Ransomware seems to be everywhere, and a good deal of cybersecurity-related forums are abuzz with discussions how to deal with it. Ransomware avoids signature detection, its encryption is almost always unbreakable, and it does not necessarily need administrative rights to cause damage. It affects files stored on the network shares, disables restore points, removes shadows copies, and tracks down and wipes your backups – in other words, all imaginable damage. Time to surrender? Not really.
At Kaspersky Lab, we have a great preventive solution that not only detects ransomware at the stage of infection, but also if someone runs the file, the tool can spot the malicious behavior and then block the action and roll back the changes. Some additional information can be found at the following links:
We have seen some scenarios where this would not work, though. Perhaps the worst one is when you have a network share and suddenly an infected machine on the network starts encrypting the files on the share drive. Even if you were to monitor the server, there’s nothing to detect – the server itself is not infected, so you can scan the memory and files and the share all you want – the malware will keep doing its job, probably laughing hysterically looking at your desperate attempts to prevent the damage.
This is the exact scenario that we tried to address with the new update of Kaspersky Security for Windows Server (ex. Kaspersky Security for Windows Server Enterprise Edition). The new version monitors the activity on the share, and in case it believes a machine is running malicious activity (read: encrypts your company data), it cuts the machine off the network for 30 minutes and notifies the administrator so you actually don’t have to unplug all the machines and plug them in one by one to identify the infected one.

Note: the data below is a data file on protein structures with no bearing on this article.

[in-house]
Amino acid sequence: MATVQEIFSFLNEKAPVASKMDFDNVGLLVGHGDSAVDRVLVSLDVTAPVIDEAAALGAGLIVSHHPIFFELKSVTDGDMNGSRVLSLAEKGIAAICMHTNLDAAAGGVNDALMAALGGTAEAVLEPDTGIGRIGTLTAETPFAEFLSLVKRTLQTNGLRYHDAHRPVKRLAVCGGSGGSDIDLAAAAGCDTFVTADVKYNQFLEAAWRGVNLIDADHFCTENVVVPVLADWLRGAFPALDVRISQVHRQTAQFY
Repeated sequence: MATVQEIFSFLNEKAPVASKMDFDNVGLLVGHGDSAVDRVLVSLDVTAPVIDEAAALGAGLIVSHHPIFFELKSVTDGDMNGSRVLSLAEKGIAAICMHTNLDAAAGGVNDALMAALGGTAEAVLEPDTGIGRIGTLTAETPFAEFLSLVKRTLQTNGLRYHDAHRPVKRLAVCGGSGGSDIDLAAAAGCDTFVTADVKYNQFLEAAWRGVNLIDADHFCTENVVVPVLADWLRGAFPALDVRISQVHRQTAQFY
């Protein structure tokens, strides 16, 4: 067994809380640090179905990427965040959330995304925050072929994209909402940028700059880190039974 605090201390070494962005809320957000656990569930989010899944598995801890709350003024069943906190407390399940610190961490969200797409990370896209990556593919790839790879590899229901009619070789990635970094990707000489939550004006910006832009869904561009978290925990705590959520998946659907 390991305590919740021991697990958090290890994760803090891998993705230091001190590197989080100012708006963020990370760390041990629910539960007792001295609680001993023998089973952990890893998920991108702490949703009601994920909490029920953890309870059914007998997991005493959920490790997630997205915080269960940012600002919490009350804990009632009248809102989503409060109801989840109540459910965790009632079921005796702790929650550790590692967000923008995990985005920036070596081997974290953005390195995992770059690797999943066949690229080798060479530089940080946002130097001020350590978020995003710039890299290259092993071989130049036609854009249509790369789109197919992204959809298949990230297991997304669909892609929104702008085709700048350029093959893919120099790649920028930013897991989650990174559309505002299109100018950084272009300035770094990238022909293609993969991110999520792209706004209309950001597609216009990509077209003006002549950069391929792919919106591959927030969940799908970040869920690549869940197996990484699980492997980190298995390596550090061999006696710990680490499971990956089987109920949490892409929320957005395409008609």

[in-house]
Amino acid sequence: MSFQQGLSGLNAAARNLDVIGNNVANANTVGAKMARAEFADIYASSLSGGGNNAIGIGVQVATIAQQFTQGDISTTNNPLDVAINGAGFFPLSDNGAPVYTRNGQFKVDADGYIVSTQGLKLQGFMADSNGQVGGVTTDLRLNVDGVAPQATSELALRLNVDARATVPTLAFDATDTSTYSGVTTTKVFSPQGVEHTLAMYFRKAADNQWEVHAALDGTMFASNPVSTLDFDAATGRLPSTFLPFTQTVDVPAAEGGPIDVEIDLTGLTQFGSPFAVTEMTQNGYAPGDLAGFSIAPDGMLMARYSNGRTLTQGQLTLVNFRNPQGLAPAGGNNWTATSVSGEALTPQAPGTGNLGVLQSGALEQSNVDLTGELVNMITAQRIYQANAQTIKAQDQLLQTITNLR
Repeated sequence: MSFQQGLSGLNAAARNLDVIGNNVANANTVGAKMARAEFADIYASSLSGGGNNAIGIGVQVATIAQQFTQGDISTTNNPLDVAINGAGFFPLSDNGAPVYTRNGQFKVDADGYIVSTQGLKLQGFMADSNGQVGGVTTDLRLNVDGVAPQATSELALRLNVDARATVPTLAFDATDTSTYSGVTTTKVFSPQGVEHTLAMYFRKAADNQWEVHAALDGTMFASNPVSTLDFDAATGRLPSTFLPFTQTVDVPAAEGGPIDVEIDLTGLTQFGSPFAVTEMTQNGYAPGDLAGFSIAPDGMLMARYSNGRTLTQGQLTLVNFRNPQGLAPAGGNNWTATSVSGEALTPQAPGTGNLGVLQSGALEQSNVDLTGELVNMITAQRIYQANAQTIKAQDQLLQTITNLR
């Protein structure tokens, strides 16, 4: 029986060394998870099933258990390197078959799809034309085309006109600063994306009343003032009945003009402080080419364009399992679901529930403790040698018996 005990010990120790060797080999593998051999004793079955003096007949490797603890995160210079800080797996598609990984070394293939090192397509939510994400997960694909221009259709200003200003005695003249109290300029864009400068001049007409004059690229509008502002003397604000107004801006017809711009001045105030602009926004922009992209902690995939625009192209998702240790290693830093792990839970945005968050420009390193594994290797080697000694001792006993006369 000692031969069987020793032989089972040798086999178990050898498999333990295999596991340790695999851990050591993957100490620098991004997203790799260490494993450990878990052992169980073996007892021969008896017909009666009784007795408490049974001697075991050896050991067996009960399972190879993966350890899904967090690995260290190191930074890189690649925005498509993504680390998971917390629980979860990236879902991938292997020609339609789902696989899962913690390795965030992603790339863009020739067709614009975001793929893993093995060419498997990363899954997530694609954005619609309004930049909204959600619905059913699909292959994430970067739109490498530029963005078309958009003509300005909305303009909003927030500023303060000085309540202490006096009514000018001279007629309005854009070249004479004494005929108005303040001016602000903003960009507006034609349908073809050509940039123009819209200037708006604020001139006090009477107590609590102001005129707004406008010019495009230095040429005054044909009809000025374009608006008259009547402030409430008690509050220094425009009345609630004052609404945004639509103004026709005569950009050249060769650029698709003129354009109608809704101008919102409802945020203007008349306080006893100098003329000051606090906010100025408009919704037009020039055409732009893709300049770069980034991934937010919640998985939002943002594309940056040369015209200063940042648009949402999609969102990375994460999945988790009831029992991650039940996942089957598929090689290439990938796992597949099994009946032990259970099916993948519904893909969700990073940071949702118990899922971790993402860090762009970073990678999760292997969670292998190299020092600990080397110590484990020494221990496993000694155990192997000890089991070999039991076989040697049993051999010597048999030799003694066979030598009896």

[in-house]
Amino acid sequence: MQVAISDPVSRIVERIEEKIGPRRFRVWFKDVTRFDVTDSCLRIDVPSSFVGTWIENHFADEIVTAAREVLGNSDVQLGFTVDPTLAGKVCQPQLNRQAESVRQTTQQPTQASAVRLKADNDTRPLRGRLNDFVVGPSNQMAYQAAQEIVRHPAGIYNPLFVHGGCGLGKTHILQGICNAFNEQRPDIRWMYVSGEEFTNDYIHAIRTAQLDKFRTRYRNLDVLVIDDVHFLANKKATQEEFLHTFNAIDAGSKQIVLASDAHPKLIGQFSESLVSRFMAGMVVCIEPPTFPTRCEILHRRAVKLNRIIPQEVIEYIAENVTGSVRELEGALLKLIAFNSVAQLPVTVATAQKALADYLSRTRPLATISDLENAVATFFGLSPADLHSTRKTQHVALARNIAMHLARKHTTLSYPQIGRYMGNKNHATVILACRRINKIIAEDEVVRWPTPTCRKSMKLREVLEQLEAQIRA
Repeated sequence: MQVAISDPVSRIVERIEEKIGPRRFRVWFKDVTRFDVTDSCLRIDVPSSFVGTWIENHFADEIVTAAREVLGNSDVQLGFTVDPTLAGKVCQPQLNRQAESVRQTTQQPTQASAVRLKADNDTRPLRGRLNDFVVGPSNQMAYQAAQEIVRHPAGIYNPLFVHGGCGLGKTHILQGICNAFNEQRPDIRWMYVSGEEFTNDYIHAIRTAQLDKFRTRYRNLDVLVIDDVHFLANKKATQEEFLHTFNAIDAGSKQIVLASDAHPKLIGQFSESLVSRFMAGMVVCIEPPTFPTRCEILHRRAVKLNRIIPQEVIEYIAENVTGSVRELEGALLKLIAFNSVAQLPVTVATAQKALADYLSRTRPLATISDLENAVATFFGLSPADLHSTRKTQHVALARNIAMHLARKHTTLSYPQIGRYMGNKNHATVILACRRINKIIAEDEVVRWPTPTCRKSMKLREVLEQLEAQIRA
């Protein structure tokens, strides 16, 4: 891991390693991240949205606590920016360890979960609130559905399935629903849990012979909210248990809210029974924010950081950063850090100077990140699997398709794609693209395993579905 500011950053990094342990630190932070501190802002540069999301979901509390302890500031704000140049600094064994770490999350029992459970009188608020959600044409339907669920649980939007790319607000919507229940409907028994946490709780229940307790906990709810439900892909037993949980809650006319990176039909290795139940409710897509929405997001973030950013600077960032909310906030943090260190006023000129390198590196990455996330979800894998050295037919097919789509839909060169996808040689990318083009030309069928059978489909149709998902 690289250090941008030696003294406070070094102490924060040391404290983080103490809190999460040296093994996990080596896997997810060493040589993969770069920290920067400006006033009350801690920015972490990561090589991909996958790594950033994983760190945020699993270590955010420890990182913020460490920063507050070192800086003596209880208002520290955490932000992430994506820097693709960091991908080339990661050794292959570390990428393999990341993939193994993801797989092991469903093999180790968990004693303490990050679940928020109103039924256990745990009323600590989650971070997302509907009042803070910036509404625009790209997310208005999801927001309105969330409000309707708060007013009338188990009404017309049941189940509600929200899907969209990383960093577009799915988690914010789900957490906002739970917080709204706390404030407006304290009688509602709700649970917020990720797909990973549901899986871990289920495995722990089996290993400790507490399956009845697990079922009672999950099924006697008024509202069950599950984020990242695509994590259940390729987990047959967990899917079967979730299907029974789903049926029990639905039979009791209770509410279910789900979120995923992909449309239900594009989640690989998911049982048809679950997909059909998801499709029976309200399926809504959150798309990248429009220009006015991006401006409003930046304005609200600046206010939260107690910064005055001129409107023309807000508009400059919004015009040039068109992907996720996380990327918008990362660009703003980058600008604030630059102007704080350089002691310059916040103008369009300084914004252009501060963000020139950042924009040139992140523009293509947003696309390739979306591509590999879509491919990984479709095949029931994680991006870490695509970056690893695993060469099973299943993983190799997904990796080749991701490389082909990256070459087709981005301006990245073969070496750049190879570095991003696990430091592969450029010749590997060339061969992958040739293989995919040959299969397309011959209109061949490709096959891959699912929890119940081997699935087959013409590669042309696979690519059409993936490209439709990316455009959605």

Remember the multi-layered approach to security. Backup religiously. Stop phishing at your email server or web browser. Stop known malware (signatures are the cheapest way to do so, so show them some love, too). Check with cloud intelligence. Let it boil a little in a sandbox. Let your firewall do some jobs for you.
Make sure application privilege control stops applications from accessing your personal data unless explicitly allowed. Or go all the way and switch to Default Deny mode. Monitor the processes you’ve allowed to run for exploitation attempts and malicious activities. Roll back malicious changes if anything else failed. Make sure every node on the network is protected – be it proxy server, mail server, SharePoint server, storage device or a file server – you don’t want malicious payload sitting on your network waiting to be assembled and launched by a malware.